The icing on the cake was a performance at the RV park called “Montana Melodies.”  Two men who were Forest Service firefighters and still live in the area serenaded us with songs of the area, including some they had written themselves.  This was followed by a serving of huckleberry ice cream from the park staff.  What a great way to end our visit!

Posted by: Michigan Traveler | September 2, 2016

Junior Rangers at Mount Rainer, August 2016

DSCN0940Mount Rainer dominates the eastern skyline of the Seattle/Tacoma area.  A volcano that made its last major eruption too long ago to remember, it is still an active volcano.  We were able to have our three granddaughters stay with us for another week and we thought a trip to Mount Rainer would be a great activity.

The girls have been able to visit several of our National Parks and have participated in the Junior Ranger Program at each one.  Our visit to Mount Rainer was made with the goal of the girls adding another Junior Ranger badge to their collection.  If you have visited a National Park with a child who went through the Junior Ranger workbook, you probably learned more about the park than other visitors.  This program causes you to look at some things in the park that you would take for granted or would normally escape your notice.

As we went through the entrance station we picked up the newsletter that lists all of the Ranger-led programs.  There was one scheduled to start about as soon as we arrived, so I dropped off Pat and the girls so they could attend the program while I parked the truck.

DSCN0962We hiked the Skyline Trail to see the park up close.  The first half was almost all uphill, but offered awesome views of Mount Rainer and the Nisqually Glacier.  Along the way we stopped to see marmots and chipmunks.  The girls thought it was really unique to see snow on the ground in August and had to play on it.

There is a big emphasis to keep all hikers on the designated trails.  There are volunteers hiking the trail to assist hikers and encourage them to stay on the trails.  One gave the girls buttons saying, “Don’t be a meadow stomper.”  It’s a shame, but even with all of the warnings we often saw hikers straying off the trail.  Mount Rainer and other National Parks are wilderness areas.  The parks allow millions of visitors to experience this wilderness by containing the destruction caused by all of these visitors to a confined area.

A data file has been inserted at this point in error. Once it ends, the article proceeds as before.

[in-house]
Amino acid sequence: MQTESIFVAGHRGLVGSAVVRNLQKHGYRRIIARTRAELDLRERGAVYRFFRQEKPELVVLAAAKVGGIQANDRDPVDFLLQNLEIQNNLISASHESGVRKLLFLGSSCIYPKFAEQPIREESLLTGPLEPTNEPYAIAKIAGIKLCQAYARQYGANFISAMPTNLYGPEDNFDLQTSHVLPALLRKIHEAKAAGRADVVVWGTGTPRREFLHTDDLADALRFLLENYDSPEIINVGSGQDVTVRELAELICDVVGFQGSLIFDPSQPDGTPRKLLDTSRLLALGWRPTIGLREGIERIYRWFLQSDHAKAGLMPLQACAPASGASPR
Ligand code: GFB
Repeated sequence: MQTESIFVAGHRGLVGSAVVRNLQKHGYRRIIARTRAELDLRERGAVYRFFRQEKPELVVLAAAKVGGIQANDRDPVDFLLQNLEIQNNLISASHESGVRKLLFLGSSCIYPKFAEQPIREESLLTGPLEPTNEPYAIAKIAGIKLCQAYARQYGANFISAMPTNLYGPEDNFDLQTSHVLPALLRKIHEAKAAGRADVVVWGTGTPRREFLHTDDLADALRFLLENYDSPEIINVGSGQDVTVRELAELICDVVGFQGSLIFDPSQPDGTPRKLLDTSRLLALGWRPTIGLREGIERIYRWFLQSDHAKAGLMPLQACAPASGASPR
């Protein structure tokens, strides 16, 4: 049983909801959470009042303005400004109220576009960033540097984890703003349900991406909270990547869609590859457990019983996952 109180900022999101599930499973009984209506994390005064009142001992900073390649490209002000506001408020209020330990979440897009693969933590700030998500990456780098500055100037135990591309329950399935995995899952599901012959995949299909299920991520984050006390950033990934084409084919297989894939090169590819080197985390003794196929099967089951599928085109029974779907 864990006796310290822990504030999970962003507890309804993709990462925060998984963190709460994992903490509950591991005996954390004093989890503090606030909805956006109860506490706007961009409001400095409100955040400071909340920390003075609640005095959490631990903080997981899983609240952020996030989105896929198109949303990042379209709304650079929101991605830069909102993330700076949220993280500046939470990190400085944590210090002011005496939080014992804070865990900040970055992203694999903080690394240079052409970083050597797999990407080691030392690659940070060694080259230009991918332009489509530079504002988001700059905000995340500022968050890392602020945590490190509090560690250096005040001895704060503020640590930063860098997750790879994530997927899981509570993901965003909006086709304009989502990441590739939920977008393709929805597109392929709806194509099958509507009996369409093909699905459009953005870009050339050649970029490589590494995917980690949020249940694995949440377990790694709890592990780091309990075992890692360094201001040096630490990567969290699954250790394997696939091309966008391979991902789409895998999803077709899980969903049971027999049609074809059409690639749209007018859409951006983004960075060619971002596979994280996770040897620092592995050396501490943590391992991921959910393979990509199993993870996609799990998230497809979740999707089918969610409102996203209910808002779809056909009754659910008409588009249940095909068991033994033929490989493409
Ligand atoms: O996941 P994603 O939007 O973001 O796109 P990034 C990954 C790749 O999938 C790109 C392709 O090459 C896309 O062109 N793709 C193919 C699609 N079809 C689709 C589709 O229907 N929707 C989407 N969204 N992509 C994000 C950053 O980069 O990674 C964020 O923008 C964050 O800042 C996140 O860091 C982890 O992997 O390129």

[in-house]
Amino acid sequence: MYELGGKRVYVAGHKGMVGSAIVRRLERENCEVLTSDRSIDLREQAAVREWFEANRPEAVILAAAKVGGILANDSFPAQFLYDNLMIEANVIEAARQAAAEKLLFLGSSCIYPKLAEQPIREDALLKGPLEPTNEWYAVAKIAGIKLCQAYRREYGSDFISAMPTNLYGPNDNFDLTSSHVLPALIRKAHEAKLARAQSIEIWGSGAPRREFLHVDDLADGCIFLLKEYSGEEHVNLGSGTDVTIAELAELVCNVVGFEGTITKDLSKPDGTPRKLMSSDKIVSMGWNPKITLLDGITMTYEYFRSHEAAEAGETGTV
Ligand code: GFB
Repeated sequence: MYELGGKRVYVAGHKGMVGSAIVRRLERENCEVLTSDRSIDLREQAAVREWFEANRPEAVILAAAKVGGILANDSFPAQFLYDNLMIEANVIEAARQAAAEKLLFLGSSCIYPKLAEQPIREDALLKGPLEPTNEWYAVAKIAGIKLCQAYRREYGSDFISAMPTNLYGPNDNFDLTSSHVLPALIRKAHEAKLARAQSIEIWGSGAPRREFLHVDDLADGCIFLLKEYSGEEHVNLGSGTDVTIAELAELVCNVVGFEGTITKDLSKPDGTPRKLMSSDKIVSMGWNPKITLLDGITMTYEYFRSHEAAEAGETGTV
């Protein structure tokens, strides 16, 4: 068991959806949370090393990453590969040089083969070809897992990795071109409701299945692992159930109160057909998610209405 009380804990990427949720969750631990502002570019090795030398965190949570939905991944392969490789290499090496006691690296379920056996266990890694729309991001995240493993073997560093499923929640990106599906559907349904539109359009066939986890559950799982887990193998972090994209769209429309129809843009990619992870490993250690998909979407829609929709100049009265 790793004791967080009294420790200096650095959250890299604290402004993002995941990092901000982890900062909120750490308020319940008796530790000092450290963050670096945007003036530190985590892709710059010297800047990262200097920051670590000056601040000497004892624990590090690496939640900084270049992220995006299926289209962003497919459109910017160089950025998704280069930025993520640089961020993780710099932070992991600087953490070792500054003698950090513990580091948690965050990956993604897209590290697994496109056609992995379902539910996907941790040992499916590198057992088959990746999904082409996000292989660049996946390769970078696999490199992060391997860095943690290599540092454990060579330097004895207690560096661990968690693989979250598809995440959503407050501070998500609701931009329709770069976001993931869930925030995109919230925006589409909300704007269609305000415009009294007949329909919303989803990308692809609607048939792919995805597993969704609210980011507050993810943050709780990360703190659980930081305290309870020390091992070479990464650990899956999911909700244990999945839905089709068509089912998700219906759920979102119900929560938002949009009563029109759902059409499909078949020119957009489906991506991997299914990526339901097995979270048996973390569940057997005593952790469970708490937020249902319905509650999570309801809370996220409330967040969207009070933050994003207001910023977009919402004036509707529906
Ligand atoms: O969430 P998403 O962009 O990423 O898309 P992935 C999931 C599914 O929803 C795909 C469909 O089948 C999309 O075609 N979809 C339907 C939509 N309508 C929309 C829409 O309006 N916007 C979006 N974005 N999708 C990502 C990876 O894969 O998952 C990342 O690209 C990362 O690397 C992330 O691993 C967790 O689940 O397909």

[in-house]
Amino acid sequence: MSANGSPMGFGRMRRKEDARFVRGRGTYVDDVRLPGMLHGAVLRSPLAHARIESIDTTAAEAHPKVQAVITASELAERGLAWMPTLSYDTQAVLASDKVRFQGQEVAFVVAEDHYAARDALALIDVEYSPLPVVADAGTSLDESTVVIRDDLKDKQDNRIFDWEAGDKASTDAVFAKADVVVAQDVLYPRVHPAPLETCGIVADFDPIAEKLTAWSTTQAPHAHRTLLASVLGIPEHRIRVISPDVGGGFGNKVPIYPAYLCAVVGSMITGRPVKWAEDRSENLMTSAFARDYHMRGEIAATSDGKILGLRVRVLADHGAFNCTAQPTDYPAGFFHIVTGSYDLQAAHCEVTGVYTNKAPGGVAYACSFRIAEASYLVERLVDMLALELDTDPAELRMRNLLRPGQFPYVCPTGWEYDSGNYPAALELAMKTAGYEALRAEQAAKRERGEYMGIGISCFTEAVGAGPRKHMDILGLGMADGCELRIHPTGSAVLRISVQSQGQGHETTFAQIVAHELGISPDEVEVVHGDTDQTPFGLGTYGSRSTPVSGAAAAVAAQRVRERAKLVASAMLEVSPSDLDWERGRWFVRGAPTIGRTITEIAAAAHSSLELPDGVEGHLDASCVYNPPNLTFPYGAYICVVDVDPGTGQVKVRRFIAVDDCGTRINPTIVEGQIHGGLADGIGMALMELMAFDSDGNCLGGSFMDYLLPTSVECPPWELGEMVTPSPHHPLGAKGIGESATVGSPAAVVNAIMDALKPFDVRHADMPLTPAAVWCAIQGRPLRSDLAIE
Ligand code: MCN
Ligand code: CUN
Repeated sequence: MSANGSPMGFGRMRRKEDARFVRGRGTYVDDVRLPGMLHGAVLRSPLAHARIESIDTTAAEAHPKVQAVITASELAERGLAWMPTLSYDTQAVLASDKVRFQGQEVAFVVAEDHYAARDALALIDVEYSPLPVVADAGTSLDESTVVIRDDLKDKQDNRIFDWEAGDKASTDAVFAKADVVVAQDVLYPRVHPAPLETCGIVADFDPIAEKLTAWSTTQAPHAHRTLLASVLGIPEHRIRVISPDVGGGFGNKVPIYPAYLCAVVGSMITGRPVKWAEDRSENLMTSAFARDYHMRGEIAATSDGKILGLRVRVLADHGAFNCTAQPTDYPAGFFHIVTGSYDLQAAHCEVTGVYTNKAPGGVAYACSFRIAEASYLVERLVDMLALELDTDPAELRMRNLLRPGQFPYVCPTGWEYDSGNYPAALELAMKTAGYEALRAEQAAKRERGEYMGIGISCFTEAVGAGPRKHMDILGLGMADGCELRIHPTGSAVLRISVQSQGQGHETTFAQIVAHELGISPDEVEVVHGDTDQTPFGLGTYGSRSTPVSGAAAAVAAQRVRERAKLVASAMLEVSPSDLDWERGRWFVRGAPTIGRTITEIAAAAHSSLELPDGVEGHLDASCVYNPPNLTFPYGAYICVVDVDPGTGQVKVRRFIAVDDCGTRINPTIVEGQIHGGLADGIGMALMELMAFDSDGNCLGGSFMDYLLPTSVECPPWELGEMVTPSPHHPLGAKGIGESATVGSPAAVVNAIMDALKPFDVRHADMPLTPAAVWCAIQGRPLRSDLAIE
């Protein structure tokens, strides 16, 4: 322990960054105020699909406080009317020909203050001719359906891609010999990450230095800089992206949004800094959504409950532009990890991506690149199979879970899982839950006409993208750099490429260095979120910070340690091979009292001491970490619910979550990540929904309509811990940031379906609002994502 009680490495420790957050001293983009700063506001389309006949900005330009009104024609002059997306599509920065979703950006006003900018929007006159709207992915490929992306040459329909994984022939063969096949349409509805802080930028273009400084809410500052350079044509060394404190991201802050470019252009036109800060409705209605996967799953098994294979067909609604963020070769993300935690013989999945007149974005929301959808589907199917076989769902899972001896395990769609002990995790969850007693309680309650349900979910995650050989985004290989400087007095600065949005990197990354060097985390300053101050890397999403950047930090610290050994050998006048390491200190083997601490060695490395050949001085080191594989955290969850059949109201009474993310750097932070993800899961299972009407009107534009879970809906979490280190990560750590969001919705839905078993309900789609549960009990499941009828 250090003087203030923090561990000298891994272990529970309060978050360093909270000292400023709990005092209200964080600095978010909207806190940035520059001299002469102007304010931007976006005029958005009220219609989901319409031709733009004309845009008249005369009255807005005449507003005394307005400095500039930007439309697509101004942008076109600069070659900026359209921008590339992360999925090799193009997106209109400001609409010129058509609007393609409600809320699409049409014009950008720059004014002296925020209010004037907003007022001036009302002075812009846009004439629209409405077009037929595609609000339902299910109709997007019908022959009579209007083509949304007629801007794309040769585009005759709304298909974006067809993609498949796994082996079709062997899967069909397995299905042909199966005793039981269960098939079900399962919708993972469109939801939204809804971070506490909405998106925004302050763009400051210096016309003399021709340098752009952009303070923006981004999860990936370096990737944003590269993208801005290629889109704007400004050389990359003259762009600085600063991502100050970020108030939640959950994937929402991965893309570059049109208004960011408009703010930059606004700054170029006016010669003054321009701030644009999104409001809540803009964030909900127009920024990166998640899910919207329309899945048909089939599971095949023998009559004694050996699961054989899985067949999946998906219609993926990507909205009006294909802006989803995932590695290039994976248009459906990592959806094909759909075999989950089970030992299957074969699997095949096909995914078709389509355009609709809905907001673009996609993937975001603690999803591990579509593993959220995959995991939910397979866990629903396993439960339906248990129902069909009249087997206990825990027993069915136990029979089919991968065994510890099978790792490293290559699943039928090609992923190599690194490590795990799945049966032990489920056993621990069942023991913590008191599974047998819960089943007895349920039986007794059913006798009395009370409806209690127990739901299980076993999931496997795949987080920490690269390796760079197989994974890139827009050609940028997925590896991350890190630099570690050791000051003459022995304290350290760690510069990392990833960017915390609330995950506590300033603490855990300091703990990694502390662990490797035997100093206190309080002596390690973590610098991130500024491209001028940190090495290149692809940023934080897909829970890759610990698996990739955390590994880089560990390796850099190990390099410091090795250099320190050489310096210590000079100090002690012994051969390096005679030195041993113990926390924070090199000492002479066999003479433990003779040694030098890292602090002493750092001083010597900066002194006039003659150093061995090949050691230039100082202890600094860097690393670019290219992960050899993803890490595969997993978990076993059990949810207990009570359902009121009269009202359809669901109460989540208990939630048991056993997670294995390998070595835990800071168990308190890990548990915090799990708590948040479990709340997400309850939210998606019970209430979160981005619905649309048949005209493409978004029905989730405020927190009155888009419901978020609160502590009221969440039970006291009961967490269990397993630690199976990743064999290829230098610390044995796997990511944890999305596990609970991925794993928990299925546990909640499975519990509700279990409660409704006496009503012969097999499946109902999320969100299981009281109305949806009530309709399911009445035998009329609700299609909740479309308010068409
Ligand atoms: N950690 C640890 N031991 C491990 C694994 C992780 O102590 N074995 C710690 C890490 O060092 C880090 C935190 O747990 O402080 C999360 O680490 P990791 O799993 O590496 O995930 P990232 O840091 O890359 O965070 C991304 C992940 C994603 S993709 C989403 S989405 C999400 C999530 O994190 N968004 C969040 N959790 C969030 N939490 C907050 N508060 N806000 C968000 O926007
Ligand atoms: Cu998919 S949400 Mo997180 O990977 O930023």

DSCN0952We stopped for the lunch we had packed at Panorama Point.  The view was amazing.  There was a large snowfield where we watched a group of hikers learning how to hike on ice and snow.  The chipmunks in the area obviously know where everyone stops to eat, they were all around us hoping we would drop something.

The last half of the hike was on the reverse slope and the view changed from rocky slopes to grassy alpine meadow. DSCN0975 There were several streams with waterfalls running through the meadow, fed from the melting glaciers.  The girls splashed water on themselves to cool off.  We saw one group soaking their feet in a stream, but it was getting late, so we didn’t join them.

When we arrived at the Paradise Visitor Center they girls finished up their workbooks.  After they were reviewed by a Ranger, they were sworn in as Junior Rangers for Mount Rainer National Park.

Posted by: Michigan Traveler | August 14, 2016

Exploring the Olympic Peninsula, July 2016

Olympic NP MapOlympic National Park is a million acres in the Olympic Peninsula between the Pacific Ocean and Puget Sound.  The park is unique in that it is actually three parks in one.  First, there is the temperate rain forest in the Hoh and Quinault regions.  Second, the Pacific Coast at Kalaloch, Mora, and Ozette.  Finally the mountains, highlighted by Hurricane Ridge.  These three regions are tied together by the lakes, lowlands, and rivers of Elwa, Lake Crescent, Sol Duc, and Ozette.

We took our daughter, Elisabeth, and our three granddaughters, Katrina, Sierra, and Clarissa on a road trip to explore all three of these regions.

20160725_160030We drove about 110 miles to our first stop, the Quinault River Inn on the shore of Lake Quinault.  Elisabeth had done some preliminary research and we had a rough plan.  After setting up, we drove to the Quinault Ranger Station to DSCN0771get some detailed advice.  We got Junior Ranger workbooks for the girls and headed out from the Ranger Station on a short hike into the rain forest.  The rain forest was a different environment than I have hiked in before.  The amount of fallen trees and the moss that covered nearly everything was impressive.  The girls were checking off things in their workbooks and drawing sketches as we followed the trail.  We passed by a waterfall that they felt had to be explored in detail.  The trees were HUGE!  The amount of rainfall in this region causes trees to grow like they were on steroids.  The heavy rainfall also accelerates the decay and growth of moss and various fungi.

After this hike we took a short drive to see the world’s largest spruce tree.  This tree is 191 feet tall and almost 59 feet in circumference.  From there we drove to a nearby waterfall and climbed around the rocks at the base of the falls.  It was great fun that brought out the kid in all of us.